True or false about working in the private sector

Marianne Bom & Rie Jerichow, Publicér

As a recently graduated engineer, you may have a lot of ideas about what it is like to work in a private company. What is true and what is false?

Thomas Hall is Senior Vice President in People & Communication in the engineering company COWI. Photo: COWI.

Thomas Hall is Senior Vice President in People & Communication in the engineering company, COWI. It is his responsibility to make sure that there are enough hands and heads in the global company, which has 6,700 employees in 35 countries. That is why Thomas Hall knows the working conditions in the company especially well. Here he tells you what is right and wrong in a list of claims about the working conditions in the private sector for engineers.

It is more the rule than the exception to work overtime.
“It is true that engineers sometimes have to put in extra hours in a project where extra work is needed. Other times, the company will show flexibility when the employee needs less pressure. At COWI, we know that we can only attract and keep engineers if we create an attractive workspace. So the flexibility goes both ways. The key is having a good dialogue between manager and employee, and we can tell from our job satisfaction surveys that there definitely is trust. So the employees can send a signal if they have special needs, and the manager can say “be careful” when some employees are working a lot overtime.”

It is hard to unite work life in the private sector with small kids at home.
“This is a myth. We would not have so many younger employees if we could not create a framework for engineers having children and making families. The bigger engineering companies have become good at this. We would also have a lot of issues in our company and with getting employees, if you could not unite work life and family life. This is why we have guidelines for how we organize, so some can work less, while others work more, depending on their family needs. It might be a bit more difficult with parental leave in a small company with five employees, and here in our company, we can experience some challenges too, if there are two in the same small department who need parental leave. But then you need to find a solution.”

The work environment is very competitive.
“In this regard, there are big differences in the private sector. There are some partner owned consulting companies, where there is a lot of competition to get up in the system and get more power. But generally I do not experience the engineering business as being like that. It is a more humanistic approach, and we also have a lot of companies owned by foundations, where the pressure is lower compared to partner owned and stock noted companies, and then it is no good to have a competitive approach towards your own colleagues. Of course an individual may be driven by a need to be innovative and do their best, but it is balanced in the group projects where collaboration is more important than competition.”

Mistakes are not tolerated.
“From our point of view, this is true in regards to our engineering assignments. This is of course due to the clients wanting no mistakes. We make big infrastructure projects, like the Copenhagen metro, and there cannot be mistakes. It would be terrible if something were to happen, like the highway bridge in Genova, which fell down in the fall of 2018. We have systems and work processes that ensure that there are no mistakes, and the employee does not have to worry about failing. There will always be a more experienced coworker to talk to. But alongside the daily tasks, we in COWI focus on evolving and creating new and innovative ways of doing things – in these kinds of idea phases and innovation processes, it is completely okay to make mistakes, since you will not evolve if you are too scared to make mistakes.”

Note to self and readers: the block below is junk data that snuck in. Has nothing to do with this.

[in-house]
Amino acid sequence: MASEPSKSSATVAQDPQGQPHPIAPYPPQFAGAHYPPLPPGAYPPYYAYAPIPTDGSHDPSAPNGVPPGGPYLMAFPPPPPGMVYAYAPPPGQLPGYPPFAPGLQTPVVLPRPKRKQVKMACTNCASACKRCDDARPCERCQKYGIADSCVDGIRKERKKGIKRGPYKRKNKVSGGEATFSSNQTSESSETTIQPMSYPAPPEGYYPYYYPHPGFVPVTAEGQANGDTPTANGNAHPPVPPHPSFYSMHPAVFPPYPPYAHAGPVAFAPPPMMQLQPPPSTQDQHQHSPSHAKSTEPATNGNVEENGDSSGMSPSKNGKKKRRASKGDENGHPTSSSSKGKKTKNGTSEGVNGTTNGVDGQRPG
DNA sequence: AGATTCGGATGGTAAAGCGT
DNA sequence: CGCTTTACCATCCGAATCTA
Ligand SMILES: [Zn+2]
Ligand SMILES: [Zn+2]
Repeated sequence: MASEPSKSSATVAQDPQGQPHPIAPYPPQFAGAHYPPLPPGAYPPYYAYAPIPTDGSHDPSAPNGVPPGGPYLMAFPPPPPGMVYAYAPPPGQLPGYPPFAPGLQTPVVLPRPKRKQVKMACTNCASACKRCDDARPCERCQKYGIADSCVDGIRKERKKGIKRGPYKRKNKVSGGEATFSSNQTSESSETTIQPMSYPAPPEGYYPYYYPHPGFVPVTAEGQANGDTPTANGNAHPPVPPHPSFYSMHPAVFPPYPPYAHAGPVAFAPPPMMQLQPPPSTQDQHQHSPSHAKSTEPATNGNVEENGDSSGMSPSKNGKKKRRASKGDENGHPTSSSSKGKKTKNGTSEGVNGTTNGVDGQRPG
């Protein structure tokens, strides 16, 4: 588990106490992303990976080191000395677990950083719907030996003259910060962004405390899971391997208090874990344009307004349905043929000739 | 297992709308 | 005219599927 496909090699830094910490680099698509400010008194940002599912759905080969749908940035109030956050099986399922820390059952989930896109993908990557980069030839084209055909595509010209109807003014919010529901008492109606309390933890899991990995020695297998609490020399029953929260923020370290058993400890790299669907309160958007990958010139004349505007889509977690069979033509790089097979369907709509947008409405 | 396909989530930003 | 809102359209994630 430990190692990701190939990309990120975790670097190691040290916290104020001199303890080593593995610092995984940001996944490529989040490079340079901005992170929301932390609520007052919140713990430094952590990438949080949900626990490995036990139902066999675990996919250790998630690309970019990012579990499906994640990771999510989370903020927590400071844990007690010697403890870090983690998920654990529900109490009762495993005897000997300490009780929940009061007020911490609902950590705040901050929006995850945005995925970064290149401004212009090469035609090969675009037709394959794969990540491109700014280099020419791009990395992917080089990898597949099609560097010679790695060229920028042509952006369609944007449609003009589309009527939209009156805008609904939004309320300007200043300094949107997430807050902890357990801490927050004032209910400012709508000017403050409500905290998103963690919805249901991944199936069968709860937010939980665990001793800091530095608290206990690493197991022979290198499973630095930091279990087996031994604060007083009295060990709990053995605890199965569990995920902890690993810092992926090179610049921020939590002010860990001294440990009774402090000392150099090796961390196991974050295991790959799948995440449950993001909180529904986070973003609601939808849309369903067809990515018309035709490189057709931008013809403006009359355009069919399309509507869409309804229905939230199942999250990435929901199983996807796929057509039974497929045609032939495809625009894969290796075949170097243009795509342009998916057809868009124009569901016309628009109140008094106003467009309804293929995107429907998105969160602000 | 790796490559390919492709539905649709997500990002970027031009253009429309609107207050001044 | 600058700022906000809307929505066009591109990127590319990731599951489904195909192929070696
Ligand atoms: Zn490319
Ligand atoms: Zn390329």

Recently graduated engineers have to match their colleagues level of knowledge from day one.
“There is no expectation of this. But I can only smile and say that it is not strange if the graduate may think so when they read the job listings. You may want to look at the demands on the listings as more of a wishlist, and then focus on what the listing mentions as minimum requirements. We do know that there is a lot you have to learn as
a recent graduate.”

The salary is better in the private sector.
“That is true. Sometimes I worry if the public sector can attract and keep the most skilled. Previously, you had a lower salary in the public sector, but a higher sense of job security. It does not seem like this is a fact anymore.”

It makes more sense to work in the public sector than in the private.
“I disagree. In the private sector, there are some types of companies like weapon and tobacco companies, which cannot honour the wish of a ‘purpose’, which a lot of graduates have now. But most of the engineering companies can. COWI has exclusively projects which are focused on making a better world. We may have been bad at expressing this. We are owned by a foundation, and our purpose is not only to make money. We work for sustainable solutions.”